Although not the near-perfect slice of western Americana that is Jacques Tourneur’s Canyon Passage, this Superscope adventure has strong qualities. It looks terrific, with William Snyder’s camera painting the screen in rich color and bright contrasts — Eastmancolor originally printed in Technicolor. Producer Grainger and cameraman Snyder were favored by Howard Hughes, enabling Tourneur to make excellent use of those steep wooded valleys in The Centennial State.
We also admire Tourneur’s details of characterization. Even though Zeff Masterson is a borderline bad guy, in his first encounter he’s afforded a flash of a warm smile, something actor Leo Gordon didn’t get to do very often. None of the characters are just types. The leading ladies are self possessed and independent, and too proud to openly compete for Owen. Regis Toomey isn’t ‘just the priest’ and Alex Nicol’s rather formal Kirby is revealed to have a secret purpose for being in Denver City. Although he’s one of Raymond Burr’s standard glowering ogres, Jumbo Means is given an ‘elephant’ theme — he decorates his saloon and hotel with elephant art, and even carries an elephant-shaped good luck charm.
Tourneur navigates the story’s predictable path, adding his offbeat touches. But the pace of events in the second half doesn’t allow him to add his personal brand of gentle poetry. Young Donald MacDonald (later a producer) is not particularly interesting, and neither is the generic clash between the Northern & Southern factions. What’s worse, the screenplay disposes of the Virginia Mayo – Ruth Roman rivalry in the laziest way possible — the dark-haired woman loses out, seemingly on general principle.
Tourneur almost breaks through with Robert Stack’s character. Owen Pentecost is a rather ruthless, selfish go-getter, giving nary an inch with either female love interest and preferring to profit from the miners rather than stand up for Southern rights. Stack gives the role his standard tough-guy persona, all amused charismatic irony. That pose makes him seem like a man of iron in action films (Bullfighter and the Lady, The Last Voyage), but an obsessive in psychodramas (Written on the Wind, The Tarnished Angels). The screenplay simply goes soft in the final act, making Owen both a thoughtful father figure and a self-sacrificing patriot — but not the most interesting of western heroes.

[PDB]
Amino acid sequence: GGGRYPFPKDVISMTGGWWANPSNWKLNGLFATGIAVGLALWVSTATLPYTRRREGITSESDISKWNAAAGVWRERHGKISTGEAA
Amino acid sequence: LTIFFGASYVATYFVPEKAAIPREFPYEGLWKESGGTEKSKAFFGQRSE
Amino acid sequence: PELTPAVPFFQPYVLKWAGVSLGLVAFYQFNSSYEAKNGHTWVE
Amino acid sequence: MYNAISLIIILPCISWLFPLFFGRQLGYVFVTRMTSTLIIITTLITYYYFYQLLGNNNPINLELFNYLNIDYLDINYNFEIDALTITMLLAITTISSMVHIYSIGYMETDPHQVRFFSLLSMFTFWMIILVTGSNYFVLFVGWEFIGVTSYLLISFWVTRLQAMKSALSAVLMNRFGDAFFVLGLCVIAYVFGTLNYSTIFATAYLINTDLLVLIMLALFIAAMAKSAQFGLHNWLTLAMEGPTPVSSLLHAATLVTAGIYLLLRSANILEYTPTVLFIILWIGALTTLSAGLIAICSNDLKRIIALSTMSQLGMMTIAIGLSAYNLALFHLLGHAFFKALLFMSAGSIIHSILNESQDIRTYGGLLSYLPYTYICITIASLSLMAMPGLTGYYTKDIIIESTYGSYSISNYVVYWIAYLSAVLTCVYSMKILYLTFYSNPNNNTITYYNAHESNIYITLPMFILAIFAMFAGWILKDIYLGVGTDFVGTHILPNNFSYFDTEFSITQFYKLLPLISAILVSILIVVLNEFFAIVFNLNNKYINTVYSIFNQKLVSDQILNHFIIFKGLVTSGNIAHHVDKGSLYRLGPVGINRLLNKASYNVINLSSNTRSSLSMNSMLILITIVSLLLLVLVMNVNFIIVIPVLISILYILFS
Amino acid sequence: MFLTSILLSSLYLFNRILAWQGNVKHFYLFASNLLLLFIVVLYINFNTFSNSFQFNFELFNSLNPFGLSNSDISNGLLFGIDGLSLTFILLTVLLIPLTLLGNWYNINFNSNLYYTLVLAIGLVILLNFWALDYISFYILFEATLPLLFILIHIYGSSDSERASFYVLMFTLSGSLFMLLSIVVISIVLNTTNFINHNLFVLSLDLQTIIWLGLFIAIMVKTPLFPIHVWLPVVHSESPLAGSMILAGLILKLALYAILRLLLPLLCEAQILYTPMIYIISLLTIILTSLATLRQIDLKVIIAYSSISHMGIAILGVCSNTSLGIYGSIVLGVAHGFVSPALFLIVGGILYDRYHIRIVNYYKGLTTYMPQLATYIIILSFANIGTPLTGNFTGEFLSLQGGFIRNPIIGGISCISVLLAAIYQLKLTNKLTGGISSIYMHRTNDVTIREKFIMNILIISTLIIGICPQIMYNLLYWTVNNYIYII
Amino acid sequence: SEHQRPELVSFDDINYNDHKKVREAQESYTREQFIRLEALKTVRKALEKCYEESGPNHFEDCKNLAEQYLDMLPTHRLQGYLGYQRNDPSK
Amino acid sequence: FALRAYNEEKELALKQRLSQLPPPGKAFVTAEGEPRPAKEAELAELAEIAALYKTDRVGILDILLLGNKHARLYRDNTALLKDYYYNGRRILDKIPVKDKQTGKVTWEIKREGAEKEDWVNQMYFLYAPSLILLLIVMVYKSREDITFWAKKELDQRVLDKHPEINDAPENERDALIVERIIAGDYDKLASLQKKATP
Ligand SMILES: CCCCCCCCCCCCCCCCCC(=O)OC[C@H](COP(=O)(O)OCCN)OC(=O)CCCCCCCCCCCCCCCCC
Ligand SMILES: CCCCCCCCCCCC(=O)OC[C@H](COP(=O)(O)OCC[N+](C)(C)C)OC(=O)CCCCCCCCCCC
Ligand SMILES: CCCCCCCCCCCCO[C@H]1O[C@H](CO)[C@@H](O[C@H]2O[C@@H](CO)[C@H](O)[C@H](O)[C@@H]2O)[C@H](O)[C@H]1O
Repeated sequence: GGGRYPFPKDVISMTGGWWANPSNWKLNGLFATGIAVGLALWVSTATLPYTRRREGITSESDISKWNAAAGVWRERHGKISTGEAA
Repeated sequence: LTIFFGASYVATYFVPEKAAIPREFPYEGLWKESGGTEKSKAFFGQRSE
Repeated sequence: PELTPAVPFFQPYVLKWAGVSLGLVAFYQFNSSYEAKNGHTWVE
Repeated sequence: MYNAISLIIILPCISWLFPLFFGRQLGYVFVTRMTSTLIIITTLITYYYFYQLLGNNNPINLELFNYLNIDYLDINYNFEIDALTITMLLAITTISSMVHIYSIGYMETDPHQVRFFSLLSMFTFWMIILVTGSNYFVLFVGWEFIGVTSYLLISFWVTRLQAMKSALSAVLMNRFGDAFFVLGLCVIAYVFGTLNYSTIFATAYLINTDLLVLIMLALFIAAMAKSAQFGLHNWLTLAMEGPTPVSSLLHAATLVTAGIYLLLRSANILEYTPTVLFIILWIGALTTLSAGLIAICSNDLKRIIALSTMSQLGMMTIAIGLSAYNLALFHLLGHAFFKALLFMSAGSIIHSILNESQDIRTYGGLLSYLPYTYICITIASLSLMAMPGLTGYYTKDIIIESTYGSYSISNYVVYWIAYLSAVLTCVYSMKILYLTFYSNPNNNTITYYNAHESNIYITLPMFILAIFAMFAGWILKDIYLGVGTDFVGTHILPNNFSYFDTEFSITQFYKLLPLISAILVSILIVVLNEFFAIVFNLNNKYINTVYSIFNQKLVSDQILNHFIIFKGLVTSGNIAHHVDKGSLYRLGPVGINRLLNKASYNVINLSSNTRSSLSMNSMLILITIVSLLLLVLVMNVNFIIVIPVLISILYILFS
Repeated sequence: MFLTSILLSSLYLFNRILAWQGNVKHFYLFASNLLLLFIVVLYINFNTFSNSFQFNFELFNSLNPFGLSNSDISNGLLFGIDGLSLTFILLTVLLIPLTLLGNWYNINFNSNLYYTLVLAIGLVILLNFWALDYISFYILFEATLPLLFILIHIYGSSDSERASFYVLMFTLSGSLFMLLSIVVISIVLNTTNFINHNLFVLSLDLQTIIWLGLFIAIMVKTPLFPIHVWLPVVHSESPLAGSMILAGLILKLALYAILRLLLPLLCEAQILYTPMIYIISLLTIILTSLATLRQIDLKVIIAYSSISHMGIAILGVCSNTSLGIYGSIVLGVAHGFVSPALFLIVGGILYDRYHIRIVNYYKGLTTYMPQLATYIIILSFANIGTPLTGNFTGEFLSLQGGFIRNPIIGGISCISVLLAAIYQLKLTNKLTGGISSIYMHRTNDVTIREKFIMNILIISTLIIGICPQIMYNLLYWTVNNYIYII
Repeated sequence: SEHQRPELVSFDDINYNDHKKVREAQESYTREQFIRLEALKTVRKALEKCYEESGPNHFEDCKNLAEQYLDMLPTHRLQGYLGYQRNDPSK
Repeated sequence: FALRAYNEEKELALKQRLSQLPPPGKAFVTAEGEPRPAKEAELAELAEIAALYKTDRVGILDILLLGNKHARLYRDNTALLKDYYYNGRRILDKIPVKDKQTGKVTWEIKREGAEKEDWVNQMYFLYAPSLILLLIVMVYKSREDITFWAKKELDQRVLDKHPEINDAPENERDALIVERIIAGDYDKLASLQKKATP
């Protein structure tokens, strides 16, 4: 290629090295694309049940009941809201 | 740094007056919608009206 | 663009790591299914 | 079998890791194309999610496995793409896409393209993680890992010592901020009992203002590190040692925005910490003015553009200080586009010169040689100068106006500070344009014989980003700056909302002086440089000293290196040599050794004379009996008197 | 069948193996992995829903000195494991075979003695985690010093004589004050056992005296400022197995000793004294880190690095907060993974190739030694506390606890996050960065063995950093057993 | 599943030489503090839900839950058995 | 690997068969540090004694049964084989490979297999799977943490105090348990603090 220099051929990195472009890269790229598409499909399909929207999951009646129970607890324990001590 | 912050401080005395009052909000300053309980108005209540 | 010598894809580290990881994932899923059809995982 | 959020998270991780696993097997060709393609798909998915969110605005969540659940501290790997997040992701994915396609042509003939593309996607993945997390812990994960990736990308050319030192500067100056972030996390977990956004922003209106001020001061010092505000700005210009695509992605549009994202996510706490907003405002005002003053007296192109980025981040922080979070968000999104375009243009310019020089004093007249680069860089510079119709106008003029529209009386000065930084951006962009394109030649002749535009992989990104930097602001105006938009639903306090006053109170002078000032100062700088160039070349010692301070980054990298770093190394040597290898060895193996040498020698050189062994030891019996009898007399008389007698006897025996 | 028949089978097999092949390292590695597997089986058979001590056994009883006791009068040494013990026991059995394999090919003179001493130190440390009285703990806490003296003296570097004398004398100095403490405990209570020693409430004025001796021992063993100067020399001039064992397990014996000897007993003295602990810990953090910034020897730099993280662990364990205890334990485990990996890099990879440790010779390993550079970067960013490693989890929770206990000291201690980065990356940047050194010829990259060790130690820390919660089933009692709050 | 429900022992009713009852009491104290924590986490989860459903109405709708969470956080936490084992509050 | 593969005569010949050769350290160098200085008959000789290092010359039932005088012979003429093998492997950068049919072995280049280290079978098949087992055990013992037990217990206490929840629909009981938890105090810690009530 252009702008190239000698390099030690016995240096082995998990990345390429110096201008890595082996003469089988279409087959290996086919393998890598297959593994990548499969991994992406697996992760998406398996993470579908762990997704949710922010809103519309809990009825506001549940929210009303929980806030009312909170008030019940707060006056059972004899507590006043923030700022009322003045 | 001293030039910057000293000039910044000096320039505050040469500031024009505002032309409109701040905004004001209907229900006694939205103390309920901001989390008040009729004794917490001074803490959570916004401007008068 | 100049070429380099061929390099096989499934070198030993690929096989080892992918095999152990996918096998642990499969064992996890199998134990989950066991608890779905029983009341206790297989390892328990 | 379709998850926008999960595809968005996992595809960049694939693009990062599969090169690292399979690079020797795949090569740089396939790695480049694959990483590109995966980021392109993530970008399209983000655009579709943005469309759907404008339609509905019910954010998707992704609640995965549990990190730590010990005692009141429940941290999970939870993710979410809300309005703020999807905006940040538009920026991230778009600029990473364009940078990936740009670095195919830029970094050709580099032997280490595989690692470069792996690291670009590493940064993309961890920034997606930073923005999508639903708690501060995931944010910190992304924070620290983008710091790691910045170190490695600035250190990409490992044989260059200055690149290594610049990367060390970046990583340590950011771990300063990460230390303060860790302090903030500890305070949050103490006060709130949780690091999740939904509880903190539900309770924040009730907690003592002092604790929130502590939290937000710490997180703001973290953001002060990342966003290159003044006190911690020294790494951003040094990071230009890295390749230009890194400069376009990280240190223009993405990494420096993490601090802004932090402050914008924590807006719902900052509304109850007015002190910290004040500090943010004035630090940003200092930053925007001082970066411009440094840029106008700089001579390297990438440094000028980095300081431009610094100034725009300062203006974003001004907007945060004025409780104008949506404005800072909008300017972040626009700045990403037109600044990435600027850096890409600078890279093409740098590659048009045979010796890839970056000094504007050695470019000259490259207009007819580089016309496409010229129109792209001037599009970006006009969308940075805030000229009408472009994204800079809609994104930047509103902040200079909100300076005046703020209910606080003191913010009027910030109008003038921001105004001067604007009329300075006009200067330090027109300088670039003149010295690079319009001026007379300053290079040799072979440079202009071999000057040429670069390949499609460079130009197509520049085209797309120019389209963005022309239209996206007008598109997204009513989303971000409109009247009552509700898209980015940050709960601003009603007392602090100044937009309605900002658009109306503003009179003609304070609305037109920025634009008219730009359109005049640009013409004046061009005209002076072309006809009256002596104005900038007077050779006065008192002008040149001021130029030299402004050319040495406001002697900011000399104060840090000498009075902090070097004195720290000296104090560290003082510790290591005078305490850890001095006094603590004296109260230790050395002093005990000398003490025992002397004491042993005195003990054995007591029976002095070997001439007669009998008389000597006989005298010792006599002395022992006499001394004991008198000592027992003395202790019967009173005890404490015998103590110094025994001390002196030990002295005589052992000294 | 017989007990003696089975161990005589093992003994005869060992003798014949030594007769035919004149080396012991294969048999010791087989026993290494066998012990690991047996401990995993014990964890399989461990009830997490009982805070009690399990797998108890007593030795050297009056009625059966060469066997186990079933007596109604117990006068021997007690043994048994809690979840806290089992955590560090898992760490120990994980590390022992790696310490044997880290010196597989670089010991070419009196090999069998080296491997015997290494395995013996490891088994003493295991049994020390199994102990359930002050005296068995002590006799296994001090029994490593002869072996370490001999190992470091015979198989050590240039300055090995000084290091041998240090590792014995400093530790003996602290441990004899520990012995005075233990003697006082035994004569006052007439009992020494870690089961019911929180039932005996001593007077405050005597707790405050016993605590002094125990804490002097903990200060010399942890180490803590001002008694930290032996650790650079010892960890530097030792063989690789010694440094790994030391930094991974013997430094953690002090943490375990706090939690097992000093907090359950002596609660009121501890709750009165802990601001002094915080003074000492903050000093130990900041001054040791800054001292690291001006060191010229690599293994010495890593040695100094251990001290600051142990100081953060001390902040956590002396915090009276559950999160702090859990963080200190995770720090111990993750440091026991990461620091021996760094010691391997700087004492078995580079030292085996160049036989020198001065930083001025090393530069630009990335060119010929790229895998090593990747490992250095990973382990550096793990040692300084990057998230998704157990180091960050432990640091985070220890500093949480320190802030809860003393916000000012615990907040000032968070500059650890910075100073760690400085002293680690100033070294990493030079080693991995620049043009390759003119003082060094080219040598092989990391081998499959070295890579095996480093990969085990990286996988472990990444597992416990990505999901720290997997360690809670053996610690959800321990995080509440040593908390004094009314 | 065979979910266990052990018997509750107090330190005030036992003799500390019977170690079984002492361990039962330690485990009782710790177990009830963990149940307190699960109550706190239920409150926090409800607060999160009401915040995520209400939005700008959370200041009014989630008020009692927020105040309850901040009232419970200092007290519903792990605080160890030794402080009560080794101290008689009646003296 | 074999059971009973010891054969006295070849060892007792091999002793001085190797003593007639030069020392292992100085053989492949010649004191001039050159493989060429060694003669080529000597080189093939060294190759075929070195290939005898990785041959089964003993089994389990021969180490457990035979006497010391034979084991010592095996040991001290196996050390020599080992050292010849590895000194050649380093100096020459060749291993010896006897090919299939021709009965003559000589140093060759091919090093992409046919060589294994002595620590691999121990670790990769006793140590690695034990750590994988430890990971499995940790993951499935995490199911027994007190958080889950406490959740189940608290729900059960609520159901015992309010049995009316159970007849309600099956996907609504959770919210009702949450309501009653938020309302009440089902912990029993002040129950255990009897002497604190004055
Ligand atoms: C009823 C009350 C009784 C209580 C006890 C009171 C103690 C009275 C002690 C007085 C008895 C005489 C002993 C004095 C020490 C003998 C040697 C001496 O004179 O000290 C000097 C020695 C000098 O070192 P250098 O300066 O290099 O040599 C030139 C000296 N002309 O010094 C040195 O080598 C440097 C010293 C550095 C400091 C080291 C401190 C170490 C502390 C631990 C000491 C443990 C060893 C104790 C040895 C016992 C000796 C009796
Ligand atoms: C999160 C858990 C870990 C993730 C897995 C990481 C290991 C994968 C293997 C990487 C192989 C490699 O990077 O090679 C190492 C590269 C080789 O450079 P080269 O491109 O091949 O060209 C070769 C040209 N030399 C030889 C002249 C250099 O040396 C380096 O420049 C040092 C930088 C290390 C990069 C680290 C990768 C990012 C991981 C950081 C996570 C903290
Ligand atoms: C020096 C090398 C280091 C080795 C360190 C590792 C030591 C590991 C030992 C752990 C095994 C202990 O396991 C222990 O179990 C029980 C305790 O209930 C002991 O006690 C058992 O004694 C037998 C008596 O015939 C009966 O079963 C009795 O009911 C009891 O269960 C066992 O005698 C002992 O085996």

Other movies have centered on a theme of Colorado Gold being smuggled to Dixie. In most of them the North wins, unequivocally. The surprise ending here (filmed partly in Bronson Caverns!) doesn’t have a lot of resonance. Great Day in the Morning is a very good western. It’s just that with its top director, enthused cast and all the critical accolades, we were expecting a classic.
The Warner Archive Collection Blu-ray of Great Day in the Morning is a beauty in brilliant color and widescreen. Ruth Roman and Virginia Mayo must have been pleased, as both look warm and inviting. The random pickup images I found don’t begin to reflect the stunning hues on screen. (I don’t feel bad, as the WAC couldn’t find good color images for the back of its disc box, either.) The intensity of the color matches other movies from its year — I’m thinking of the noirs Slightly Scarlet and A Kiss Before Dying.
RKO at this time was in such disarray that just getting a picture like Great Day in the Morning into the distribution pipeline on schedule was considered a victory. When it later played on Los Angeles television, I don’t remember if the 16mm prints opened up the Superscope frame to 1:33, or if the widescreen center of the image was pan-scanned. I don’t think either format would look very good.
Warners (Turner) doesn’t give us a trailer, and instead includes four short subjects directed by Jacques Tourner at MGM. All offer (and overstate) some kind of historical mystery. The Ship that Died is about the mystery craft Mary Celeste, The Face Behind the Mask retells the famous ‘Man in the Iron Mask’ tale from 17th century France, and the short Strange Glory is an odd picture about a woman trying to get recognition for a strategy that helped Lincoln win the Civil War. Those three are from 1938. The last entry The Magic Alphabet is from 1942 and stars Stephen McNally as a doctor who invented/discovered/dreamed up the concept of Vitamins. All are old transfers in standard definition, and look satisfactory once the shaky Leo the Lion logos have passed.
Reviewed by Glenn Erickson
Great Day in the Morning
Movie: Good +
Supplements: four Jacques Tourneur short subjects: The Ship that Died, Strange Glory, The Face Behind the Mask, The Magic Alphabet.
Deaf and Hearing-impaired Friendly? YES; Subtitles: English (feature only)
Packaging: One Blu-ray in Keep case
Reviewed: November 10, 2019
Final product for this review was provided free by The Warner Archive Collection.
Text © Copyright 2019 Glenn Erickson